Anyone actually DONE the bronze bushie method? With the delrin, it seems fine since there will be no wear or lube issues with the bronze, so it can be a tough/hard bronze on the shaft. With either the pulley bore or the shaft hard chromed (seems like an attractive approach) my concern is about lube - even using an Oilite bronze bushie, they say that they want/need heat to maintain lube and with the simple short slide for occasional adjustment I don't see that happening. Plus standard lube tends to not work between tight smooth surfaces that have no way to hold the lube/oil in place, and there is the potential for slinging. But I like the idea of bronze on hard chrome (or even polished steel)

I'd actually like to avoid the moglice method, since the bronze bushie + delrin sleeve seems more straightforward - the downside (if there is one) is that it looks like one has to take more of the shaft off to fit the bronze bushing and have enough bronze thickness, unless you use one of these newer high techie (seemingly very thin) bushings - but then maybe the keyway becomes problematic.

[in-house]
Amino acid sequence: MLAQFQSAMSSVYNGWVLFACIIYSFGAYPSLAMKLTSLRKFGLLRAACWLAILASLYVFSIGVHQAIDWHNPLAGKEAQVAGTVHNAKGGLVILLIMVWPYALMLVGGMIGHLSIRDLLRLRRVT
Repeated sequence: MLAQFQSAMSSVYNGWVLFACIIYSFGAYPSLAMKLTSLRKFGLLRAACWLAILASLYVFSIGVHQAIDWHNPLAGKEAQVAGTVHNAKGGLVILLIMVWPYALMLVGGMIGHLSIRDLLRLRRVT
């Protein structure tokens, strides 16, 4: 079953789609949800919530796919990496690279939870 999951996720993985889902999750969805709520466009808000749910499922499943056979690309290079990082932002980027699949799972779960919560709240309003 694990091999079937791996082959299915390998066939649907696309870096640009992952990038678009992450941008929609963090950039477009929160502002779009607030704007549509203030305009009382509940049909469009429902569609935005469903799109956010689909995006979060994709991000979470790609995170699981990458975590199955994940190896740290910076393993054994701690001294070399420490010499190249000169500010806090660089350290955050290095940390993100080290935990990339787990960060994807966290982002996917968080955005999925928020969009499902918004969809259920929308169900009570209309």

Okay, (3) Direct drive? Skip the rebuild of the bottom keep the clutch, so the center cones can be shimmed and set fixed, or replaced as some have with a flat belt pulley - then the question remaining is AC or DC motor, and IF DC, what controller method? If AC, the controller is pretty straight forward, but what speed motor?

The motor speed becomes important at low speeds because the AC motor is losing torque. The DC motor is said to maintain torque at low RPM. So, try to find a 3450rpm (is that the right number) AC motor, and use a step down to bring it into standard range for the lathe, gaining some low end torque? Over size the motor??

Where's the trade-off balance point for all of this? Ease/simplciity/cost/smoothness of running/time to get the job done, that's the equation.

Your input is appreciated!

TOOLZNTHINGS
03-22-2016, 08:25 PM
Hi,

Look at 3 phase inverter duty motors with single phase in / three phase out VFD

JoeLee
03-23-2016, 12:13 AM
I replaced the bushings on my 5913. They are still nice and snug. The coating was OK on both. My machine is pretty quiet with the exception of the clutch plates that rattle when the spindle is in neural. The set screws on the motor pulley loosen up every now and then and have to be tightened, when they loosen up you can hear it.